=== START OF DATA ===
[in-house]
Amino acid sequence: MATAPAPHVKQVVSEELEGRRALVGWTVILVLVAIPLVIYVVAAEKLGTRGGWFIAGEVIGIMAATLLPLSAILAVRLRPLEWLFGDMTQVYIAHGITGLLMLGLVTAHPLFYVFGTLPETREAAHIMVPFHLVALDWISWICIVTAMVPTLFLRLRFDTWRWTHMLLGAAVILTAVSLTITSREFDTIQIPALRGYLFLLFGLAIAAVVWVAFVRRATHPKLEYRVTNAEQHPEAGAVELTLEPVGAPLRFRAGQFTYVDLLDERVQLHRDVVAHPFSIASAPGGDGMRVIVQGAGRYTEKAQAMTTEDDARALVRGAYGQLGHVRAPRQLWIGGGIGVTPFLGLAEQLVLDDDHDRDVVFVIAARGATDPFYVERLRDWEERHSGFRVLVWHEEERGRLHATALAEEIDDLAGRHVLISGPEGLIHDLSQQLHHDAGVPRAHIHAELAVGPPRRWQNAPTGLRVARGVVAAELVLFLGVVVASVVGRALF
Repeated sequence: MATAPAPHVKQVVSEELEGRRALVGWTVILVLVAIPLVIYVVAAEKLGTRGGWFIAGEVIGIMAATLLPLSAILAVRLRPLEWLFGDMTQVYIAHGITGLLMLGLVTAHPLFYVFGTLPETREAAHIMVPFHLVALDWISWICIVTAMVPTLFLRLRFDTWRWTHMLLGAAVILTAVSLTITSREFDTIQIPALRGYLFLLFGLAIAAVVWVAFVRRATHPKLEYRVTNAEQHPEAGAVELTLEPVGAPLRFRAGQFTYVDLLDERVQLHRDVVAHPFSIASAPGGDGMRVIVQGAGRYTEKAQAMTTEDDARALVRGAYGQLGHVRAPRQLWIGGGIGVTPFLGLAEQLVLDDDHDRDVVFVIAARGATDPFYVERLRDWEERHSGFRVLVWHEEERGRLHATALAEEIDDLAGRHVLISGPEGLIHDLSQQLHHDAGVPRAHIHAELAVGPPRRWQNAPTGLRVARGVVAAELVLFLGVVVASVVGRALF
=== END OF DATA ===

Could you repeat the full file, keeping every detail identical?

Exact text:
[in-house]
Amino acid sequence: MATAPAPHVKQVVSEELEGRRALVGWTVILVLVAIPLVIYVVAAEKLGTRGGWFIAGEVIGIMAATLLPLSAILAVRLRPLEWLFGDMTQVYIAHGITGLLMLGLVTAHPLFYVFGTLPETREAAHIMVPFHLVALDWISWICIVTAMVPTLFLRLRFDTWRWTHMLLGAAVILTAVSLTITSREFDTIQIPALRGYLFLLFGLAIAAVVWVAFVRRATHPKLEYRVTNAEQHPEAGAVELTLEPVGAPLRFRAGQFTYVDLLDERVQLHRDVVAHPFSIASAPGGDGMRVIVQGAGRYTEKAQAMTTEDDARALVRGAYGQLGHVRAPRQLWIGGGIGVTPFLGLAEQLVLDDDHDRDVVFVIAARGATDPFYVERLRDWEERHSGFRVLVWHEEERGRLHATALAEEIDDLAGRHVLISGPEGLIHDLSQQLHHDAGVPRAHIHAELAVGPPRRWQNAPTGLRVARGVVAAELVLFLGVVVASVVGRALF
Repeated sequence: MATAPAPHVKQVVSEELEGRRALVGWTVILVLVAIPLVIYVVAAEKLGTRGGWFIAGEVIGIMAATLLPLSAILAVRLRPLEWLFGDMTQVYIAHGITGLLMLGLVTAHPLFYVFGTLPETREAAHIMVPFHLVALDWISWICIVTAMVPTLFLRLRFDTWRWTHMLLGAAVILTAVSLTITSREFDTIQIPALRGYLFLLFGLAIAAVVWVAFVRRATHPKLEYRVTNAEQHPEAGAVELTLEPVGAPLRFRAGQFTYVDLLDERVQLHRDVVAHPFSIASAPGGDGMRVIVQGAGRYTEKAQAMTTEDDARALVRGAYGQLGHVRAPRQLWIGGGIGVTPFLGLAEQLVLDDDHDRDVVFVIAARGATDPFYVERLRDWEERHSGFRVLVWHEEERGRLHATALAEEIDDLAGRHVLISGPEGLIHDLSQQLHHDAGVPRAHIHAELAVGPPRRWQNAPTGLRVARGVVAAELVLFLGVVVASVVGRALF